The Democratic convention here was in contrast with its Republican counterpart in Cleveland last week. The past four days have been pro-Hillary Clinton, while the GOP program was often anti-Hillary Clinton.

The different approaches show the two sides of the Democratic nominee: the one beloved by her party and staunchly defended by Clinton loyalists and the one who has become a rallying point for Republicans and angry Independents who cried “Lock her up” in Cleveland.

Trump, her opponent, warranted several mentions.

“He spoke for 70-odd minutes – and I do mean odd,” Clinton said of his acceptance speech in Cleveland. “And he offered zero solutions. But we already know he doesn't believe these things. No wonder he doesn't like talking about his plans. You might have noticed, I love talking about mine.”

Expect to hear more about Trump’s lack of specifics as the campaign shifts to the general election. Clinton and her running mate, Sen. Tim Kaine, will hold a rally in Philadelphia on Friday and then begin a bus tour through the battleground states of Pennsylvania and Ohio.

In her campaign, Clinton will not just be presenting her vision of American to the voters, she’ll also be battling to match the legacies of the two men who helped her most in her career – her husband, the 42nd president of the United States, and the current incumbent, President Barack Obama.

And that is a tough row to hoe. For despite their controversies, both men remain popular. Bill Clinton has a 95 percent approval rating among Democrats and a 64 percent approval rating among Independents, according to Gallup.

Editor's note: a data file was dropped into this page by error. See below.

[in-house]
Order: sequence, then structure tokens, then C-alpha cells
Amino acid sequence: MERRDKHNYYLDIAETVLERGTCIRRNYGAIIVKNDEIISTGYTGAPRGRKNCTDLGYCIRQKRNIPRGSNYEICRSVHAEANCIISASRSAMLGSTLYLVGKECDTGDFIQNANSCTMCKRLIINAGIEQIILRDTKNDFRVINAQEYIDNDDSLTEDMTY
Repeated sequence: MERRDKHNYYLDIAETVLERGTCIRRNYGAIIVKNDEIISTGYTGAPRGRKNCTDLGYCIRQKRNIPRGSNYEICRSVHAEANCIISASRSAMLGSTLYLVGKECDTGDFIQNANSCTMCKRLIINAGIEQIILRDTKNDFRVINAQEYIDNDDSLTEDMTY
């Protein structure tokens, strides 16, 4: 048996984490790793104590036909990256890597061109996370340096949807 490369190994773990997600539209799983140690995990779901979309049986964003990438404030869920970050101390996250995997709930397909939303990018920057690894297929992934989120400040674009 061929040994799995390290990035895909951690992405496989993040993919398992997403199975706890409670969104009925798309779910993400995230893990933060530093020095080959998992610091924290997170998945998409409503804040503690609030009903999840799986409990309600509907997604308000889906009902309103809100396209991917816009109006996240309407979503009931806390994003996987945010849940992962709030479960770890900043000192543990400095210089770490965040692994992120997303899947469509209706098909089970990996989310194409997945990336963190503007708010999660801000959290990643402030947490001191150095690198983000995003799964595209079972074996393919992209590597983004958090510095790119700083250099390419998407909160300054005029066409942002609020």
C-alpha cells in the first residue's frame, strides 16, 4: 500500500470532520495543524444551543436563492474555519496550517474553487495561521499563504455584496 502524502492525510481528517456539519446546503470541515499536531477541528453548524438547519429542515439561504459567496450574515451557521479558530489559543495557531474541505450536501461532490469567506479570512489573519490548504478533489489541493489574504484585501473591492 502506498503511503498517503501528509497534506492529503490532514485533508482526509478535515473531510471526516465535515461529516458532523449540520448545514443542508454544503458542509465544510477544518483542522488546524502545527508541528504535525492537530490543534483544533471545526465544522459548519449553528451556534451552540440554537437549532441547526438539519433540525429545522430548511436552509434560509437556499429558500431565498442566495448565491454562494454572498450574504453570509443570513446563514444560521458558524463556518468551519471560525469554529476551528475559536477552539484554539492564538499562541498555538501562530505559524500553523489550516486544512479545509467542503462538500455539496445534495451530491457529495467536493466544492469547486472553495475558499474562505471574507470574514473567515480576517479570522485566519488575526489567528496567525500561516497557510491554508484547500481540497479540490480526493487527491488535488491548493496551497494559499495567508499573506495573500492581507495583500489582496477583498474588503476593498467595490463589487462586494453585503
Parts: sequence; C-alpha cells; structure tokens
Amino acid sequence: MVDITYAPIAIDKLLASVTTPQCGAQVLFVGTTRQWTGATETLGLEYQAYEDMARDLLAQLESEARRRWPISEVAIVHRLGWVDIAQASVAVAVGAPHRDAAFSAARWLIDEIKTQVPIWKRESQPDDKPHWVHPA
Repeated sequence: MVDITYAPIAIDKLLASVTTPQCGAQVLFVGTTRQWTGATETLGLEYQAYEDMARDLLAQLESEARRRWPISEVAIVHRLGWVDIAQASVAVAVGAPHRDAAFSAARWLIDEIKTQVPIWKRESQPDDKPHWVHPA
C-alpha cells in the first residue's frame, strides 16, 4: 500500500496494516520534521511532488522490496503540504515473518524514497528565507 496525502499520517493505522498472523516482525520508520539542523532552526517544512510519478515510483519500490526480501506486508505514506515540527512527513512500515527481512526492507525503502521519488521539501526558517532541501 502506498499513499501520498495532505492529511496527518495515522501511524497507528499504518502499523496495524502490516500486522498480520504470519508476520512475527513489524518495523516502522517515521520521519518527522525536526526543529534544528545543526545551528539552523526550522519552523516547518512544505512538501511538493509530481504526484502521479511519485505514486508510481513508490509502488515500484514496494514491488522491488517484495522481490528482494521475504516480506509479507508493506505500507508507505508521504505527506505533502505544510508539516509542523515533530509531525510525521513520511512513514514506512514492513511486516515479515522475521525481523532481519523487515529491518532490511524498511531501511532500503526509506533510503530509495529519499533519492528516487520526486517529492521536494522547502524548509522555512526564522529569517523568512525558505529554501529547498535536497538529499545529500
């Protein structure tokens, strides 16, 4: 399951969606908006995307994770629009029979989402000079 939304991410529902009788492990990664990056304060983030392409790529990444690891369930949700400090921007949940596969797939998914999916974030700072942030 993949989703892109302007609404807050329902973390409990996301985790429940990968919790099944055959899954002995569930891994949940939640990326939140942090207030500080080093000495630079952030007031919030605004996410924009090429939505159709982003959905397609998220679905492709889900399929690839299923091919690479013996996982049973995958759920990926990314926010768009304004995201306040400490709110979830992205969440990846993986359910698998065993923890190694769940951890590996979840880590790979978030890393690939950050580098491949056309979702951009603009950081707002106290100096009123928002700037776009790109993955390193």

Obama has a 49.6 percent approval rating in the RealClearPolitics polling average – eight points more than Clinton’s average and 10 points more than Trump’s.

Adding to her challenge, almost 69 percent think the country is on the wrong track, a high number usually seen as deadly to the incumbent party.

But with the GOP nominee as controversial and as disliked as the Democratic one, this is no normal election year.

The results remain to be seen in an election that will surely go down in the history books, given that the Republican in the race has threatened to campaign against members of his own party and the Democrat has praised GOP stalwarts Ronald Reagan, John McCain and George W. Bush.

“I'm here to tell you tonight – progress is possible,” Clinton said. “I know because I've seen it in the lives of people across America who get knocked down and get right back up. And I know it from my own life. More than a few times, I've had to pick myself up and get back in the game.”

Emily Goodin is the managing editor of RealClearPolitics.

Caitlin Huey-Burns is a national political reporter for RealClearPolitics. She can be reached at Follow her on Twitter @CHueyBurnsRCP.

Alexis Simendinger covers the White House for RealClearPolitics. She can be reached at  Follow her on Twitter @ASimendinger.